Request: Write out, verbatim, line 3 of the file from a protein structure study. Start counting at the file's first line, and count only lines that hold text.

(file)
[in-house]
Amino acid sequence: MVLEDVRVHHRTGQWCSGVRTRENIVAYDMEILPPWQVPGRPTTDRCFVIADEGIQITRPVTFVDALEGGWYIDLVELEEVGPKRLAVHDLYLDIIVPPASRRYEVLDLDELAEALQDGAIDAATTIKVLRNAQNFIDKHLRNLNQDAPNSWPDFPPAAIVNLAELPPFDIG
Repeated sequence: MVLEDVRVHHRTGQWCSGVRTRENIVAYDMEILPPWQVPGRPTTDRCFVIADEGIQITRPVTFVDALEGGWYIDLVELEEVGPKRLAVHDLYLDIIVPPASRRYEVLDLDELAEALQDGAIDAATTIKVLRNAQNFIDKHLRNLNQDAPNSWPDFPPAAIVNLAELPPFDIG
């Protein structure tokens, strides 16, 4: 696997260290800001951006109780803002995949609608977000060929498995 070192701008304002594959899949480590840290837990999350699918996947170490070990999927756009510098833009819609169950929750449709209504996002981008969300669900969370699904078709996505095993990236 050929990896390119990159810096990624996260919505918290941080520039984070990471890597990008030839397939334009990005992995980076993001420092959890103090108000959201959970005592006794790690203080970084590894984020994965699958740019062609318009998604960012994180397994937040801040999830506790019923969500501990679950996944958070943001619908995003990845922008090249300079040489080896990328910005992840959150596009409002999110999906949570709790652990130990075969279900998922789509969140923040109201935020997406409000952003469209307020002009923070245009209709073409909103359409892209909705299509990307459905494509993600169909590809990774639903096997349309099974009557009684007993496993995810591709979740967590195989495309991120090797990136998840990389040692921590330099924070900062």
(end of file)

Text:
Repeated sequence: MVLEDVRVHHRTGQWCSGVRTRENIVAYDMEILPPWQVPGRPTTDRCFVIADEGIQITRPVTFVDALEGGWYIDLVELEEVGPKRLAVHDLYLDIIVPPASRRYEVLDLDELAEALQDGAIDAATTIKVLRNAQNFIDKHLRNLNQDAPNSWPDFPPAAIVNLAELPPFDIG